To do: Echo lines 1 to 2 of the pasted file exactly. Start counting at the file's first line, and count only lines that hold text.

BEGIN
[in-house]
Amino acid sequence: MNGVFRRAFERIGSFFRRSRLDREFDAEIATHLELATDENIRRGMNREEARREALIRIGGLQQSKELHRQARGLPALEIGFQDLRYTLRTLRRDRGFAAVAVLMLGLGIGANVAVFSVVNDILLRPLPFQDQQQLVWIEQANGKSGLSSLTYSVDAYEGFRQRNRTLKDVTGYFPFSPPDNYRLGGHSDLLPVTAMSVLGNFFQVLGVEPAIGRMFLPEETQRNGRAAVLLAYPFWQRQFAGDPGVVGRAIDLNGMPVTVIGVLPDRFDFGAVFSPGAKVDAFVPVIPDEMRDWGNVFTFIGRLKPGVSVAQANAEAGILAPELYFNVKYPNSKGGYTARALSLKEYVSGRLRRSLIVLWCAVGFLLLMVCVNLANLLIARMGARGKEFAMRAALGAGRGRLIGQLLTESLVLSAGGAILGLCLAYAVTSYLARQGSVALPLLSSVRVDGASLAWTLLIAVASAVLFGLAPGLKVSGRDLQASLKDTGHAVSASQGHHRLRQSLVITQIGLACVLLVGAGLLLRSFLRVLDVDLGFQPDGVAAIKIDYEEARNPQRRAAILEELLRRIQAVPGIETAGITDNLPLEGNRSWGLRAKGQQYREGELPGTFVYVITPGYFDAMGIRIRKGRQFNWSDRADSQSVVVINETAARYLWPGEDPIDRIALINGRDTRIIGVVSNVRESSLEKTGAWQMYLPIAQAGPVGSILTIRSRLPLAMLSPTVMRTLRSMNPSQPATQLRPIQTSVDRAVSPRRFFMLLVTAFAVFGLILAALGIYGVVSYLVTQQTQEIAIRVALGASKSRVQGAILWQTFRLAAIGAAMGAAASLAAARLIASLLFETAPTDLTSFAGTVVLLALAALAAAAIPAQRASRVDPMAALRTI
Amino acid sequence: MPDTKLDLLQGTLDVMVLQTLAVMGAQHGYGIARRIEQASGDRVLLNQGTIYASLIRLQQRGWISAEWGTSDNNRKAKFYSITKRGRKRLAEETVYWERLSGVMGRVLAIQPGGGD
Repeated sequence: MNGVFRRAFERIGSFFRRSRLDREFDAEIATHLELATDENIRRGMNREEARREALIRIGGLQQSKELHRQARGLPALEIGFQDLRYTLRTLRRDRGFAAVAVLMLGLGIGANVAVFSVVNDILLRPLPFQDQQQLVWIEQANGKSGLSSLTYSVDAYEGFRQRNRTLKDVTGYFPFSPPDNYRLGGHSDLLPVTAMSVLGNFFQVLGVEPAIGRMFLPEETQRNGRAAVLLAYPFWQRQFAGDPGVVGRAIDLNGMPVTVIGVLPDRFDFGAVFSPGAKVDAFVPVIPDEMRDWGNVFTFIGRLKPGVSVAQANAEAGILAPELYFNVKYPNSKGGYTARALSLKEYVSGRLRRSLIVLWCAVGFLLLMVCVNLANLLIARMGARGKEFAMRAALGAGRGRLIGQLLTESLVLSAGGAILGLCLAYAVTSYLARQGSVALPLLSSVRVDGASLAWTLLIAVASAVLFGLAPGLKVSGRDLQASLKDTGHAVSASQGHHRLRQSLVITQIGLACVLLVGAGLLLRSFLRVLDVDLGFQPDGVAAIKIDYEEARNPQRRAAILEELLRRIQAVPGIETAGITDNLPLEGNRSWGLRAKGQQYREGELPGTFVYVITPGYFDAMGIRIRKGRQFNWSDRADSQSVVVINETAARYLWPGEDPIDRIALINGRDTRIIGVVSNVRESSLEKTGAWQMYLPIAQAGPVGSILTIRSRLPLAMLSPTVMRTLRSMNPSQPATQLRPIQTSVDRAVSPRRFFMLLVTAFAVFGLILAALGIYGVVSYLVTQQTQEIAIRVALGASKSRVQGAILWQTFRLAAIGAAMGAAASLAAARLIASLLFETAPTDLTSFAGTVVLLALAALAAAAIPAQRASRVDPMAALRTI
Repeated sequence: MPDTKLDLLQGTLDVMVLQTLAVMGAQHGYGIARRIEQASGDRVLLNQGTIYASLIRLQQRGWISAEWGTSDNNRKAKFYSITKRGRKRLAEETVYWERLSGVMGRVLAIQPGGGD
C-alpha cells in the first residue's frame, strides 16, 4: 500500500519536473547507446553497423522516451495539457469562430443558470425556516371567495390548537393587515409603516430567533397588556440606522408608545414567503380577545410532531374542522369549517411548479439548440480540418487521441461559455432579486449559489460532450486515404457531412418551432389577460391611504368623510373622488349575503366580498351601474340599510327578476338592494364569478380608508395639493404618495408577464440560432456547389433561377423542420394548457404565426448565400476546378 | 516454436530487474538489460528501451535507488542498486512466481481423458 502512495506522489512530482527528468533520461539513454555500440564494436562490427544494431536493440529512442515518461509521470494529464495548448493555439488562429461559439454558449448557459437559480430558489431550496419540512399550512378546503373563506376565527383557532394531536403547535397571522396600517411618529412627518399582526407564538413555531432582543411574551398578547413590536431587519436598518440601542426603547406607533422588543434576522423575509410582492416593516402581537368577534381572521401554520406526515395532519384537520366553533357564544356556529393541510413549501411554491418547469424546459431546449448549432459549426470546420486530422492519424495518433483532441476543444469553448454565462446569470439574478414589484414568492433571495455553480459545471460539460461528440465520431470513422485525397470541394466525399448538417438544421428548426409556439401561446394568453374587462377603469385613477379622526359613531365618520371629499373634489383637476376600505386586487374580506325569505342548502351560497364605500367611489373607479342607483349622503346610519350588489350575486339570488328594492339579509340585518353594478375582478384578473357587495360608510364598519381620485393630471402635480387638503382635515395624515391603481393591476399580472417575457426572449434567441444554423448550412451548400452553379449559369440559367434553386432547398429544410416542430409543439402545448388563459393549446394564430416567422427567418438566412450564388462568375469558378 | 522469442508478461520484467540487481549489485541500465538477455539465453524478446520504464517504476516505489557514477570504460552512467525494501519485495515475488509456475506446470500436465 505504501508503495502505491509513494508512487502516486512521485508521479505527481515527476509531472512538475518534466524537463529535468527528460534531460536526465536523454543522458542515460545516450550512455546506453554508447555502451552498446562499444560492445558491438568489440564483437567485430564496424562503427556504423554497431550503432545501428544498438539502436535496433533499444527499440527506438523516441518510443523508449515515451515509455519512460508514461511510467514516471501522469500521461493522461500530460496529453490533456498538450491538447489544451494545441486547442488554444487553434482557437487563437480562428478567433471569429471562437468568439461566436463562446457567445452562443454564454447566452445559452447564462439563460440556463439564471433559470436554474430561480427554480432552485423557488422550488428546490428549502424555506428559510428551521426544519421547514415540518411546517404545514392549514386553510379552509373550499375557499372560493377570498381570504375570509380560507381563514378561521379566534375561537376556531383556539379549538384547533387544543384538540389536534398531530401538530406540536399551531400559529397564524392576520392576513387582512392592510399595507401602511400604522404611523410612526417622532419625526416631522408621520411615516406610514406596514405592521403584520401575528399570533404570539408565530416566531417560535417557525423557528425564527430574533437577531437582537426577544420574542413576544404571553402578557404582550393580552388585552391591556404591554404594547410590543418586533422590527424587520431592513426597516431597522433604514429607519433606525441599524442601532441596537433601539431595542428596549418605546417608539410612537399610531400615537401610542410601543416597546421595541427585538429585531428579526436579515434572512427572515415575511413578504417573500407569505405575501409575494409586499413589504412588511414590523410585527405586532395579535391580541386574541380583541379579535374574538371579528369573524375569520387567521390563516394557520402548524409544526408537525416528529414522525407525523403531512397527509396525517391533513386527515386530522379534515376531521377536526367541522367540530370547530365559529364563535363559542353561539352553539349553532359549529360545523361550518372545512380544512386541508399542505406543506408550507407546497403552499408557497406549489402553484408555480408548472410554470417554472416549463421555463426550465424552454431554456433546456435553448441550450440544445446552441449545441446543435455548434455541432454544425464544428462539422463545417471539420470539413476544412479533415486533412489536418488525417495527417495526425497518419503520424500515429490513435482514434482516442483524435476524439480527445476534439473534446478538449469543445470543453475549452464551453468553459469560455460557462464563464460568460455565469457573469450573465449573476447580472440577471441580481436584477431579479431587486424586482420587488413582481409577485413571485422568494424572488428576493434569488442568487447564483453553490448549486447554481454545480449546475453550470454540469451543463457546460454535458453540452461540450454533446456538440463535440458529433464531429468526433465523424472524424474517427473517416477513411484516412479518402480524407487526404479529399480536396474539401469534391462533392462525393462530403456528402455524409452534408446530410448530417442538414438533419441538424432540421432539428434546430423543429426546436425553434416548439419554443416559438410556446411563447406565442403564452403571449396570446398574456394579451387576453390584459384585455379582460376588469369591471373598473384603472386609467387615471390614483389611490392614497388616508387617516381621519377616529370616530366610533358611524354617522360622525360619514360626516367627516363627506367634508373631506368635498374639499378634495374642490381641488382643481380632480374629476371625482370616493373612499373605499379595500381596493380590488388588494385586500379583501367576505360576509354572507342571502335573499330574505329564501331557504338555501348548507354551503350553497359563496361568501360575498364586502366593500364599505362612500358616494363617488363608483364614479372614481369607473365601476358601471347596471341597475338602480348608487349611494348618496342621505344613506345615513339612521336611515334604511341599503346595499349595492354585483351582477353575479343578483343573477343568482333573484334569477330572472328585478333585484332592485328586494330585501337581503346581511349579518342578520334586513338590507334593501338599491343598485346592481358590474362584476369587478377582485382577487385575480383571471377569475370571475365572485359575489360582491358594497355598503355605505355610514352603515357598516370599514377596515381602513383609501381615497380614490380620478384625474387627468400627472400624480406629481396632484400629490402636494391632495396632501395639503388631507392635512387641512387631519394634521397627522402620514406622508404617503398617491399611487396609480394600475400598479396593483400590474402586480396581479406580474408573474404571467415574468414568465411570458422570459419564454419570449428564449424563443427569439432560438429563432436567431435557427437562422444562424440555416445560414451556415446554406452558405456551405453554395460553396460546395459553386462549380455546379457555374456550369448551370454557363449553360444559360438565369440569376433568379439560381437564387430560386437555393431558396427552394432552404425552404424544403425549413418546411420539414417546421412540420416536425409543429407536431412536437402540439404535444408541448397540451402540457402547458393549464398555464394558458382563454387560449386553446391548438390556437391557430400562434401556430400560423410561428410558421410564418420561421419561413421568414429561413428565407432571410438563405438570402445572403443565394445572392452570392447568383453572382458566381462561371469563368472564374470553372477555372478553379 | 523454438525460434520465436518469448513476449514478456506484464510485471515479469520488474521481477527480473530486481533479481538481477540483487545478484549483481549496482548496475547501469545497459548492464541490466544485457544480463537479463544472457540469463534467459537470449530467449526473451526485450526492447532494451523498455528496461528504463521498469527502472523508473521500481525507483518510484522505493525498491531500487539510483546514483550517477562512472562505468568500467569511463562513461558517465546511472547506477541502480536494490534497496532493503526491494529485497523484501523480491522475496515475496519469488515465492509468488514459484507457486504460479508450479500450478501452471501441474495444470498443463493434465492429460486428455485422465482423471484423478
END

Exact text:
[in-house]
Amino acid sequence: MNGVFRRAFERIGSFFRRSRLDREFDAEIATHLELATDENIRRGMNREEARREALIRIGGLQQSKELHRQARGLPALEIGFQDLRYTLRTLRRDRGFAAVAVLMLGLGIGANVAVFSVVNDILLRPLPFQDQQQLVWIEQANGKSGLSSLTYSVDAYEGFRQRNRTLKDVTGYFPFSPPDNYRLGGHSDLLPVTAMSVLGNFFQVLGVEPAIGRMFLPEETQRNGRAAVLLAYPFWQRQFAGDPGVVGRAIDLNGMPVTVIGVLPDRFDFGAVFSPGAKVDAFVPVIPDEMRDWGNVFTFIGRLKPGVSVAQANAEAGILAPELYFNVKYPNSKGGYTARALSLKEYVSGRLRRSLIVLWCAVGFLLLMVCVNLANLLIARMGARGKEFAMRAALGAGRGRLIGQLLTESLVLSAGGAILGLCLAYAVTSYLARQGSVALPLLSSVRVDGASLAWTLLIAVASAVLFGLAPGLKVSGRDLQASLKDTGHAVSASQGHHRLRQSLVITQIGLACVLLVGAGLLLRSFLRVLDVDLGFQPDGVAAIKIDYEEARNPQRRAAILEELLRRIQAVPGIETAGITDNLPLEGNRSWGLRAKGQQYREGELPGTFVYVITPGYFDAMGIRIRKGRQFNWSDRADSQSVVVINETAARYLWPGEDPIDRIALINGRDTRIIGVVSNVRESSLEKTGAWQMYLPIAQAGPVGSILTIRSRLPLAMLSPTVMRTLRSMNPSQPATQLRPIQTSVDRAVSPRRFFMLLVTAFAVFGLILAALGIYGVVSYLVTQQTQEIAIRVALGASKSRVQGAILWQTFRLAAIGAAMGAAASLAAARLIASLLFETAPTDLTSFAGTVVLLALAALAAAAIPAQRASRVDPMAALRTI